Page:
Friday, April 11, 2008

The Future Is Coming... Be Ready

There is a never-ending debate among web programmers, Java developers are particularly susceptible but by no means unique. It's a debate not-dissimilar to religious or political arguments, or even to the nowadays quaint emacs/vi battles of yore, (a battle I'm feeling somewhat nostalgic for after fighting with Eclipse for the last couple of days, but I digress...). The debate I'm speaking of is about web frameworks. Which is best? What should we use on the new project? Have you checked out XYZ? You can do in N lines of code what took N-squared in ABC... and on and on it goes.

For some reason the web framework "problem" seems never to be solved adequately. It's not alone in this. The same can be said for object/relational mapping frameworks or even email clients, as this one's slogan freely admits. I'm not saying that this debate is really going to go away, but the parameters of it are in a big, game-changing way.

We're entering into a new generational shift in computing. I'm not speaking of generations of people but rather an uplift of paradigmatic abstraction as has occurred so many times before. This is not a shift from static to dynamic languages, although that trend will surely continue. It's not that Java developers are all going to start using Rails or everyone is going to switch from template to component-based ways of developing webapps. The new debate is not going to be between X and Y framework but between X and Y platform, and if platform used to mean Mac-Windows-Linux, the shift I'm talking about is: 's/Mac-Windows-Linux/Google-Amazon-Salesforce/'

There has been an undeniable series of developments in the hosted-platform, managed-environment, I-don't-even-know-what-you-call-it, SaaS? that have until now resisted full-blown, critical mass, hype-factor. I think that that all changed on Tuesday with Google's App Engine announcement.

Like Apple, no matter what Google does it gets attention, and App Engine is undoubtedly going to get lots of it. People will love or hate the choice of Python, love or hate the persistence API, or lament the lack of filesystem access, or OS access, or inability to link to C libraries. All of that is irrelevant though, because the real story is that they will have done for this new hosted-app space what IBM did for the PC-space years ago, which is push it over the top into general acceptance. It validates the concept.

It is widely assumed that Google is taking aim at Amazon and their suite of web services. I think that that's true, but Amazon should be thanking them for it since it will probably bring more attention to their offerings than for some reason they have been getting thus far.

It's weird actually. If you've been paying attention to what Amazon has been doing it's really quite impressive. The model they are pursuing is that of a utility. Everything is metered for pennies, pay for what you use, do anything you want with it. It's like the webtone concept. Don't worry about machines, disk space, bandwidth, power, (or an ops team). We'll take care of it, and we're Amazon, so you know we're not going down.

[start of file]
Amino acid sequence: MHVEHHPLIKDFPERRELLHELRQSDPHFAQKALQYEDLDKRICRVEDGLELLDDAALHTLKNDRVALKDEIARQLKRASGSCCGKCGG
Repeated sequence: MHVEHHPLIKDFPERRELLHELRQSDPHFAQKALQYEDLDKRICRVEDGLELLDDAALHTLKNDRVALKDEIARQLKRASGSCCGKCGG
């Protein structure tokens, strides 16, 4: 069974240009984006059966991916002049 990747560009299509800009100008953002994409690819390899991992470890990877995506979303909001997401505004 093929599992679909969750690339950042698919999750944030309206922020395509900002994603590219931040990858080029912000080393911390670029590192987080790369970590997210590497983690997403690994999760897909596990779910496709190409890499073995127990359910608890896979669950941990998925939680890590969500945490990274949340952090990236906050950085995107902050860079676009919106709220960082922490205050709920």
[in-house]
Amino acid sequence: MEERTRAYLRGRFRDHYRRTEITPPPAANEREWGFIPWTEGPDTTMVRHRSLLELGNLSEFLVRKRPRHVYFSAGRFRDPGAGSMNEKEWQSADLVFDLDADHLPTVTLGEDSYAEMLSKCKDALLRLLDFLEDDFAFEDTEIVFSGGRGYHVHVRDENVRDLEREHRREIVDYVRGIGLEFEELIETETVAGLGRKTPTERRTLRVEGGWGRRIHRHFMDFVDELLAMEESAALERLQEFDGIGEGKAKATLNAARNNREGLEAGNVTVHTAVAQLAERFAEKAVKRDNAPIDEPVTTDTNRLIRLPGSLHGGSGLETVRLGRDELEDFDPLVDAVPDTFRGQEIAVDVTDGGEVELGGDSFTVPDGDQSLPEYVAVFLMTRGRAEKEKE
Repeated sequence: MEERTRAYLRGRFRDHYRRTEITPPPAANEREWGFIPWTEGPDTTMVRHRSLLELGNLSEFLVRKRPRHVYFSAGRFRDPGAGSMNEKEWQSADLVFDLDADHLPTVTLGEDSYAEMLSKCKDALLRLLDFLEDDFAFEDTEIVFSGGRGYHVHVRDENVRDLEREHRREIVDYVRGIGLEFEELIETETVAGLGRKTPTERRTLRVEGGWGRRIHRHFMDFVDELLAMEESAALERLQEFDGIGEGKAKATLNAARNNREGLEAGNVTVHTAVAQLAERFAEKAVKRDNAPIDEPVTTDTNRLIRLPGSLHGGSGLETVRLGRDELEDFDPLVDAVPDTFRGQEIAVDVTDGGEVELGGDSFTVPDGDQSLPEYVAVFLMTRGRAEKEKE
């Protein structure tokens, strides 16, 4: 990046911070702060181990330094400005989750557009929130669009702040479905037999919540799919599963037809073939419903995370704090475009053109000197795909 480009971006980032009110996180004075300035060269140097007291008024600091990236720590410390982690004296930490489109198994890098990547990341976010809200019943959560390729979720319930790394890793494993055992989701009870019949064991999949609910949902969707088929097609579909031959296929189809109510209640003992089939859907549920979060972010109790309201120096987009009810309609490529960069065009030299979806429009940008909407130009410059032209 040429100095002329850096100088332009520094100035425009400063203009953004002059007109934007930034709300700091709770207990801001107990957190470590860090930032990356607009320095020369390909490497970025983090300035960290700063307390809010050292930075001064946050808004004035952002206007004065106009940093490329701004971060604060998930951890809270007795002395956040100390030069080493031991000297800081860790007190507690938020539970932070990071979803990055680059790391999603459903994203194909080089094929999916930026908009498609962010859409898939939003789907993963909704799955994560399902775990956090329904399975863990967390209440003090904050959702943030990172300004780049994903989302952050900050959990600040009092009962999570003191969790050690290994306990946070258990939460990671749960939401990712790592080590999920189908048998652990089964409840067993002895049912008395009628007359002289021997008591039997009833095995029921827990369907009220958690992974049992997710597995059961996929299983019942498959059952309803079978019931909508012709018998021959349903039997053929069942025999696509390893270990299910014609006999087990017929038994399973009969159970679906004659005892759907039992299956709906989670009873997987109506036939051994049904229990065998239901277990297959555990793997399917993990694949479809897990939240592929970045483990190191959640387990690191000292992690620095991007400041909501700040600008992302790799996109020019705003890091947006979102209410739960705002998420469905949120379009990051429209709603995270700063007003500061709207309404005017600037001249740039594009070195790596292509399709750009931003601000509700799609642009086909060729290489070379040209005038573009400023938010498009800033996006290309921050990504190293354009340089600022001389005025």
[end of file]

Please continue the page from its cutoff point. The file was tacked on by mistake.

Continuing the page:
Google has been doing a similar thing with their Google Apps with some success. I for one have long since abandoned the concept of running a mail server. Google does it for me, better, for free. The App Engine though is the next progression and the acknowledgment that people need more software than they can possibly produce, but don't want the headaches of running all the infrastructure.

The third leg in this emerging trio, (and there will no doubt be others to follow), is Salesforce. They have been doing some very interesting things lately that I for one haven't been paying enough attention to. Unlikely as it sounds, they may even have the advantage, since they speak the language that the suit-types understand. It's all about reducing IT costs. Faster time to market, ROI, yadda yadda yadda...

The technology is there though. A friend of mine was at the Salesforce conference in Chicago yesterday and had this to say afterwards:

"Unless you're the most close minded developer in the world, there's no way that you are going to go to a Salesforce conference feeling good about the stability of your own job."

Now maybe that's hyperbole, but it brings up a good point, the web development world is not stable, and if you are a web developer your job is not stable. That's not to say that you're getting fired and everything is going to India, or that non-technical personnel are suddenly going to be able to write applications. What it does mean is that staying relevant requires effort. Knowing what's going on in the industry, knowing what the trends are; these are important concepts to keep at the front of your mind lest you be left behind.

The Future Is Coming! Rejoice in the Good News of Hosted App Platforms!

Seriously.

Still doubting Salesforce? You know they are integrating with the iPhone, right?

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